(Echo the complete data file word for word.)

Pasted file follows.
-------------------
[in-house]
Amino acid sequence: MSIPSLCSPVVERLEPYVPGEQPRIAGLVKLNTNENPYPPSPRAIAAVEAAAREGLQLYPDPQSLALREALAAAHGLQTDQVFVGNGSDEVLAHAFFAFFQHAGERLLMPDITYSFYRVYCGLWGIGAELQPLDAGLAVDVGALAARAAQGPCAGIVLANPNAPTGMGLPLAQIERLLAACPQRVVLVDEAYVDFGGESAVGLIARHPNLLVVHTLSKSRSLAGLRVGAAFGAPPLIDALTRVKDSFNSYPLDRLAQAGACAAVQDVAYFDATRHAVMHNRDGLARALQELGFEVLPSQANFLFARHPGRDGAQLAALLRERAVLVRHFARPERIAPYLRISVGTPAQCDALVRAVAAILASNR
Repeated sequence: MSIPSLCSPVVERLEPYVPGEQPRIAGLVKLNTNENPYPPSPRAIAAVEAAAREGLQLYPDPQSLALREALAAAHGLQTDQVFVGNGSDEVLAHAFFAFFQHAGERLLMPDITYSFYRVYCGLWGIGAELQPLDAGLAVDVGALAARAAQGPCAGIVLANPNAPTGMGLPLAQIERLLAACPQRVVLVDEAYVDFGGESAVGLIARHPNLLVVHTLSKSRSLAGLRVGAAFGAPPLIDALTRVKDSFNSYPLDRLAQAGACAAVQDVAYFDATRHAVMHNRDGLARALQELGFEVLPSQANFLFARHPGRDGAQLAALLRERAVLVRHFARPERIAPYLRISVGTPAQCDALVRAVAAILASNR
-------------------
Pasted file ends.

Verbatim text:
[in-house]
Amino acid sequence: MSIPSLCSPVVERLEPYVPGEQPRIAGLVKLNTNENPYPPSPRAIAAVEAAAREGLQLYPDPQSLALREALAAAHGLQTDQVFVGNGSDEVLAHAFFAFFQHAGERLLMPDITYSFYRVYCGLWGIGAELQPLDAGLAVDVGALAARAAQGPCAGIVLANPNAPTGMGLPLAQIERLLAACPQRVVLVDEAYVDFGGESAVGLIARHPNLLVVHTLSKSRSLAGLRVGAAFGAPPLIDALTRVKDSFNSYPLDRLAQAGACAAVQDVAYFDATRHAVMHNRDGLARALQELGFEVLPSQANFLFARHPGRDGAQLAALLRERAVLVRHFARPERIAPYLRISVGTPAQCDALVRAVAAILASNR
Repeated sequence: MSIPSLCSPVVERLEPYVPGEQPRIAGLVKLNTNENPYPPSPRAIAAVEAAAREGLQLYPDPQSLALREALAAAHGLQTDQVFVGNGSDEVLAHAFFAFFQHAGERLLMPDITYSFYRVYCGLWGIGAELQPLDAGLAVDVGALAARAAQGPCAGIVLANPNAPTGMGLPLAQIERLLAACPQRVVLVDEAYVDFGGESAVGLIARHPNLLVVHTLSKSRSLAGLRVGAAFGAPPLIDALTRVKDSFNSYPLDRLAQAGACAAVQDVAYFDATRHAVMHNRDGLARALQELGFEVLPSQANFLFARHPGRDGAQLAALLRERAVLVRHFARPERIAPYLRISVGTPAQCDALVRAVAAILASNR